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Calculating Dosages

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Nurses routinely use addition, fractions, ratios and algebraic equations each workday to deliver the right amount of medication to their patients or monitor changes in their health. Nursing schools often test new students on their mathematical prowess, requiring a remedial course in medical math if necessary. Even in state-of-the-art medical facilities, successful nurses must have sharp mathematical skills.
Calculating Dosages-Nurses with an order to "Give 750 mg every 4 hours as needed for pain" may receive 250 mg tablets from the pharmacy, requiring them to calculate the number of pills to administer. They also need to calculate the amount of medicine to give when drawing up liquid medicine for injection. An order to give 7.5 mg must be compared to the vial, which states, "5 mg per cc." Some medication orders require the nurse to calculate the dosage based on the patient's weight.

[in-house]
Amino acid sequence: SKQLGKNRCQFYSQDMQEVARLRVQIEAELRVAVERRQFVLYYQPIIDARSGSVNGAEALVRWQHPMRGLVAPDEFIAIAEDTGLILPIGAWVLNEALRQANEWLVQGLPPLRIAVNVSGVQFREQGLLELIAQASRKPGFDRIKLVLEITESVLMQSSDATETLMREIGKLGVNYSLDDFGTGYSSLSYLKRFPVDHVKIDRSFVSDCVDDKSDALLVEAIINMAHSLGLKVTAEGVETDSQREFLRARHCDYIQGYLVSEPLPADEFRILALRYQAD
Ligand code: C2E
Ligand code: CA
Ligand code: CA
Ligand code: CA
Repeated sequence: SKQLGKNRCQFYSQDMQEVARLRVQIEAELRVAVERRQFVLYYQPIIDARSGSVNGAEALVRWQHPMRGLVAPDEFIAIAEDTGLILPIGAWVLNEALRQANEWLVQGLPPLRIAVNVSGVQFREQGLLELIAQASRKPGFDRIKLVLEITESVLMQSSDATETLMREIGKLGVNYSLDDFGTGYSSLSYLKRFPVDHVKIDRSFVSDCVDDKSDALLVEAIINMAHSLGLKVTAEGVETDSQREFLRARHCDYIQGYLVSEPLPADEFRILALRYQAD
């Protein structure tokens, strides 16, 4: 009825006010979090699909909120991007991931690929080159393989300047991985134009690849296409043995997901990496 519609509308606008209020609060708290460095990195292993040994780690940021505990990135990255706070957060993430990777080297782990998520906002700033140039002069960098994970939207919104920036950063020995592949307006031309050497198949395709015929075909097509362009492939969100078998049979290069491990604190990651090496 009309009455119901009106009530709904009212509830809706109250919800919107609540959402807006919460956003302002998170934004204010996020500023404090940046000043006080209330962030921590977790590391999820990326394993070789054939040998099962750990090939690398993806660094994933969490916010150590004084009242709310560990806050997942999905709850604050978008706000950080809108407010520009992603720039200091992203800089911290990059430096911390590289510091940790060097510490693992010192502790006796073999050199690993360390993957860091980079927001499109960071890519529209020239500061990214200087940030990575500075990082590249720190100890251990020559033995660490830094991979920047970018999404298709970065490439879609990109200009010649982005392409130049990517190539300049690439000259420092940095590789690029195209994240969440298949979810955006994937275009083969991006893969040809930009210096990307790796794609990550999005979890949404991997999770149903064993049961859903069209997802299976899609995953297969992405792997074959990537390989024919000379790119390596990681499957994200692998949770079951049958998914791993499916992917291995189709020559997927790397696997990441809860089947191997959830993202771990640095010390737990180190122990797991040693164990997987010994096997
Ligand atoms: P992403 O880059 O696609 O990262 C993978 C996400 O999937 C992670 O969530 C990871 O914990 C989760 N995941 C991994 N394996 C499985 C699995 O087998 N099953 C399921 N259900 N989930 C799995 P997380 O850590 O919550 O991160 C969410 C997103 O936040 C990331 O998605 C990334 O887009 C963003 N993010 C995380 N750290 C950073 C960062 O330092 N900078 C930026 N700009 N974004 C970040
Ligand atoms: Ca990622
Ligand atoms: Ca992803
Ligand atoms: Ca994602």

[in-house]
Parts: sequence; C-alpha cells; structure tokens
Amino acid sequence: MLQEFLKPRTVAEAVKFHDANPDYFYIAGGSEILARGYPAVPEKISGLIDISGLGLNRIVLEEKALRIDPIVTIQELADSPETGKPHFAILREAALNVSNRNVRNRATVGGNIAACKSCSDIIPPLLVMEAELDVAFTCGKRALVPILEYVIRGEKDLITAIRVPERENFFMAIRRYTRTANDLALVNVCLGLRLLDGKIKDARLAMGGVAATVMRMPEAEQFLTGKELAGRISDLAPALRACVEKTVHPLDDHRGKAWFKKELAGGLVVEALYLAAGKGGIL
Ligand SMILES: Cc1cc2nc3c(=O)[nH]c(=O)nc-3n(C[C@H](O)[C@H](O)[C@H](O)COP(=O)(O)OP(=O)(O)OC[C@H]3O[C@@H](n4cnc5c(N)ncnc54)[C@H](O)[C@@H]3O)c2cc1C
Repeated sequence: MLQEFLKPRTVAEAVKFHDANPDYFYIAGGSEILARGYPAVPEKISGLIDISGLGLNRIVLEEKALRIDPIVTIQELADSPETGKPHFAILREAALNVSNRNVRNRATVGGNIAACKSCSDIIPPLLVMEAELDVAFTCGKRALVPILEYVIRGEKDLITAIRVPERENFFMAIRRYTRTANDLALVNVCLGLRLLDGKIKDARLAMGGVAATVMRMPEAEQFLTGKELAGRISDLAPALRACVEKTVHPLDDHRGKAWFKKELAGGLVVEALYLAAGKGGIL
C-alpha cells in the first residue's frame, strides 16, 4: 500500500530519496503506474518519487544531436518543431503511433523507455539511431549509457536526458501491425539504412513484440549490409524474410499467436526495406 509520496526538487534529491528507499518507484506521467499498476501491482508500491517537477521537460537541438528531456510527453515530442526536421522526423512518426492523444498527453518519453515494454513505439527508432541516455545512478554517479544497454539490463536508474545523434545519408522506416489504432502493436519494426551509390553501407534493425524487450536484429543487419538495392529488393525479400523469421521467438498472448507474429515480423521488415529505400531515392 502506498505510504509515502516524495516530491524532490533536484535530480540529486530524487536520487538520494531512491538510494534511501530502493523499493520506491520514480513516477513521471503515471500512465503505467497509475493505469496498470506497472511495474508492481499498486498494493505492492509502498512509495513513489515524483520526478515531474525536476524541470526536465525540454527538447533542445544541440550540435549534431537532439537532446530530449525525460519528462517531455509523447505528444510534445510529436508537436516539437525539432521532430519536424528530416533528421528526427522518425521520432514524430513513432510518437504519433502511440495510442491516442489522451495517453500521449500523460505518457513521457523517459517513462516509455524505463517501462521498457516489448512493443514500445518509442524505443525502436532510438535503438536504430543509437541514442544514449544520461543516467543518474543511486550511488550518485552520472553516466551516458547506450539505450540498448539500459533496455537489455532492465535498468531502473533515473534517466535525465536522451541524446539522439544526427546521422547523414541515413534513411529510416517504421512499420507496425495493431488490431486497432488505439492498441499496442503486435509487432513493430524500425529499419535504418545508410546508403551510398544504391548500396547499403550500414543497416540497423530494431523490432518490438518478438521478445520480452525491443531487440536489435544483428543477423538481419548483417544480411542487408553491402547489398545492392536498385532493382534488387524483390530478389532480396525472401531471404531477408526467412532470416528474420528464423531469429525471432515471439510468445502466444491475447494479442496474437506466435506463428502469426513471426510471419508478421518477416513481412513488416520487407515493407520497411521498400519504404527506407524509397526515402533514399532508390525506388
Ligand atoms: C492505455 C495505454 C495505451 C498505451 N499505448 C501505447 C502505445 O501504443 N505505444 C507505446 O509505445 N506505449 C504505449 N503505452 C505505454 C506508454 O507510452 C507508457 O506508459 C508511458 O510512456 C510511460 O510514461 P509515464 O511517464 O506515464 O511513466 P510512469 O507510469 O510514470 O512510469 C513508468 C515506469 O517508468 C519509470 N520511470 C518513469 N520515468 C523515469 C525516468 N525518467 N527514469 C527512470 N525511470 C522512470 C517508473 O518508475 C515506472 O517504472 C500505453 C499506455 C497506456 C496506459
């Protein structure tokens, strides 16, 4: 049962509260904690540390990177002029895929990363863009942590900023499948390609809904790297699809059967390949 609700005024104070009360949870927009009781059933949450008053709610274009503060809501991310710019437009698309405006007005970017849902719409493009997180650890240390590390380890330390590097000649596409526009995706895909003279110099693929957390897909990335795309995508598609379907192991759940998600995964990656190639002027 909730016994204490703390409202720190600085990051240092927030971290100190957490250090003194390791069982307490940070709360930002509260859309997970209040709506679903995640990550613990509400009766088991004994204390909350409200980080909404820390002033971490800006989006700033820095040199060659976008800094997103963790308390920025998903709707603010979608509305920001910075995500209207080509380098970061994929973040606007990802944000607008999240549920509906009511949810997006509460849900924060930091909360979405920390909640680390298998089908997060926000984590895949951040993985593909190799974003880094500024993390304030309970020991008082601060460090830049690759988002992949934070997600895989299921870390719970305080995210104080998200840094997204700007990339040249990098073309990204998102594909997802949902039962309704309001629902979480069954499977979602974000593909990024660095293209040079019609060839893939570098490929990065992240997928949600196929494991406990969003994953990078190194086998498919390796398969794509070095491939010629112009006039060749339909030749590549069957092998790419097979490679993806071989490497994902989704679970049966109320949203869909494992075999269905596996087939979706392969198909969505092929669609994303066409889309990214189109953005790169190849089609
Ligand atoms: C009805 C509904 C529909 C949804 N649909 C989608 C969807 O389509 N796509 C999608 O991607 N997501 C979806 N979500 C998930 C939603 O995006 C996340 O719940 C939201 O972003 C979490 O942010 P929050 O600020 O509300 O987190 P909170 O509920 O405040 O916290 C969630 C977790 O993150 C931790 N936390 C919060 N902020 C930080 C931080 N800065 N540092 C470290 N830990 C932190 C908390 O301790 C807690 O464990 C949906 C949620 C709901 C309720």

Converting Between Systems-Most Americans think in terms of household or apothecary measurements: pounds, ounces, Fahrenheit
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An order may read, "Give 1,000 cc every 8 hours," necessitating a calculation of the proper drip rate. A small bag of antibiotic medicine may have an instruction to "Give 500 mg over 30 minutes." When IV medicine must be given without an electric pump, the nurse must calculate the correct number of drops per minute to administer.
Drug Titration-Certain drugs are titrated, meaning that the dose varies according to parameters set by the physician or protocol. In the intensive-care unit, a patient may need a varying amount of intravenous drug that is calculated by factoring in his urinary output per hour, for example. Insulin may be titrated depending on the patient's ever-changing blood-glucose reading. Drug titration requires the nurse's full concentration on her mathematical skills and is often limited to nurses with special training or
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